Miss Margarida's Way
Also see Rosemary's review of Moonlight and Magnolias
The opening night audience in the beautiful Wells Fargo Theatre of the National Hispanic Cultural Center jumped into playing the game of rebellious students shouting back to their provocative psychotic teacher. Debi Kierst, Head of the Drama Department at Sandia Prep, plays Miss Margarida. She may have incorporated some tricks from her day job into performance as she bantered and ad libbed with the those in the audience who took up her challenge: scolding, insulting, flirting, and remembering the names of everybody who spoke up.
Director Linda López McAlister says, “What's most fun and most challenging about this absurdist political allegory is that it is interactive theatre in which the audience plays the role of The Class. Some may sit passively in their seats in the face of Miss Margarida's questionable teaching 'methods,' but others reactsometimes in unpredictable and outrageous waysso the show is different every night.” By making the audience part of the show and taking appropriate liberties with the script to make it relevant in today's U.S.A., McAlister elevates the arts community of Albuquerque into interactive collaborators fighting the power.
Roberto Athayde debuted this play he's subtitled A Tragicomic Monologue for an Impetuous Woman in his native Brazil in 1973, where it was quickly closed down. Brazil's military dictatorship didn't miss the political satire. Miss Margarida is the clenched fist of church and state combined to crush the common people.
Since then the play has become an international classic produced around the world. Athayde says that he conceived the play as a global satire on the will to power from parents, teachers and government. State-sanctioned Roman Catholicism constrains the students in its iron cage. Miss Margarida asks whether any students are named Messiah, Jesus or Holy Ghost. When no one responds, she screams at them, calling them all morons and masturbators.
Miss Margarida's Way assaults the audience on a variety of levels. It echoes the 1920s surrealist challenge: epater le bourgeoisie. If you aren't shocked and disturbed, you must be comatose. The depiction of vicious brutality as female harridan, harpy, shrew instinctively offends me. The over the top "All men are homosexuals or faggots" makes me wince. But I can't stop laughing. By making the audience complicit in our own bondage to seductive authority, the playwright foregrounds gynophobia and homophobia as mass hysteria.
The play was first produced in the United States at the American Conservatory Theatre in San Francisco in 1977. That year it opened to a larger audience at New York's Public Theatre with Estelle Parsons in the role of Miss Margarida. I was lucky enough to see this New York premiere 33 years ago, which I've never forgotten. It won the NY Drama Desk Award for Unique Theatrical Experience. Parsons toured all 50 states and several foreign countries.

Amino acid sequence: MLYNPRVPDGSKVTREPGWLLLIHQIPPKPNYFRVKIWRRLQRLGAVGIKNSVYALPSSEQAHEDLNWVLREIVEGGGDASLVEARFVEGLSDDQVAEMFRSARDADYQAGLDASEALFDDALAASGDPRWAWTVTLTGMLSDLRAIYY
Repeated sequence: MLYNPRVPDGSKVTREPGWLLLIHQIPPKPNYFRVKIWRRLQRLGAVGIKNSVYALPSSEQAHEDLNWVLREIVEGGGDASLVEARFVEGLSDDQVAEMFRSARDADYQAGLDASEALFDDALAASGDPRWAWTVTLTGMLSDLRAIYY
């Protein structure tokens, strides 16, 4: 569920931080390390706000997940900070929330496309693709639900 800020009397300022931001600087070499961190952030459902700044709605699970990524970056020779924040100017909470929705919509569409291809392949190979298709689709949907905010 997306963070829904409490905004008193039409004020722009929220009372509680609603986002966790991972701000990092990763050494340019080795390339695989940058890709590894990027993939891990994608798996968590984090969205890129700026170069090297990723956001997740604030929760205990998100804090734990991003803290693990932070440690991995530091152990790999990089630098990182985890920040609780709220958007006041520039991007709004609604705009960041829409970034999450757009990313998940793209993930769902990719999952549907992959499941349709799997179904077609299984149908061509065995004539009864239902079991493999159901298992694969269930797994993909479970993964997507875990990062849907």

In this first Albuquerque production, Debi Kierst is every bit as dazzling as I remember Estelle Parsons. From the moment she enters from the back of the audience, Kierst's deep resounding voice takes command. With a supple body trained as a dancer or acrobat she preens and vamps. We can't take our eyes off the embarrassing spectacle of her gorgeous and grotesque narcissism.
Kierst has performed leading roles at other Albuquerque theatres, including Martha in Who's Afraid of Virginia Woolf, Amanda in The Glass Menagerie, Gertrude in Hamlet, and Emily Dickinson in The Belle of Amherst.
Tim Harland, an Emory University theatre student from Los Lunas, plays Miss Margarida's student as a timidly naughty boy who'd like to rebel. McAlister has cleverly given him a bit more of a role than is written in the script by having him attempt to lead an audience rebellion during intermission.
Camino Real Productions presents Miss Margarida's Way in the Roy E. Disney Center for Performing Arts at NHCC through July 25, Thursdays at 7 pm, Fridays and Saturdays at 8 pm, and Sundays 2pm. The NHCC, a division of the Department of Cultural Affairs, is dedicated to the promotion and preservation of Hispanic art and culture at the local, state, national, and international levels.
Tickets are $12 general admission and $10 for seniors, students, and NHCC and Albuquerque Theatre Guild members. Purchase them at the NHCC box office or Ticketmaster outlets and Ticketmaster.com. The NHCC is located at 1701 4th Street SW on the corner of 4th Street and Avenida César Chávez.